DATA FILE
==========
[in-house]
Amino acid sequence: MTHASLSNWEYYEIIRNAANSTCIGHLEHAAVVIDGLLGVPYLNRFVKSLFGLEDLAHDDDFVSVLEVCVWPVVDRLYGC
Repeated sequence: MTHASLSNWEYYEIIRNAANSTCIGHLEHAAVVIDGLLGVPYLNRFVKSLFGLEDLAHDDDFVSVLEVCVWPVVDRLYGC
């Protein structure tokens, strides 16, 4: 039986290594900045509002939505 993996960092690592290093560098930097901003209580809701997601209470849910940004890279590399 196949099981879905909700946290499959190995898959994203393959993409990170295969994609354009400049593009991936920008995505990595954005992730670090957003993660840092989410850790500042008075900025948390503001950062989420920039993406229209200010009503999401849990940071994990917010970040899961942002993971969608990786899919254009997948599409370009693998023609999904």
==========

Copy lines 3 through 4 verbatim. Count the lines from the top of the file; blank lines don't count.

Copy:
Repeated sequence: MTHASLSNWEYYEIIRNAANSTCIGHLEHAAVVIDGLLGVPYLNRFVKSLFGLEDLAHDDDFVSVLEVCVWPVVDRLYGC
């Protein structure tokens, strides 16, 4: 039986290594900045509002939505 993996960092690592290093560098930097901003209580809701997601209470849910940004890279590399 196949099981879905909700946290499959190995898959994203393959993409990170295969994609354009400049593009991936920008995505990595954005992730670090957003993660840092989410850790500042008075900025948390503001950062989420920039993406229209200010009503999401849990940071994990917010970040899961942002993971969608990786899919254009997948599409370009693998023609999904």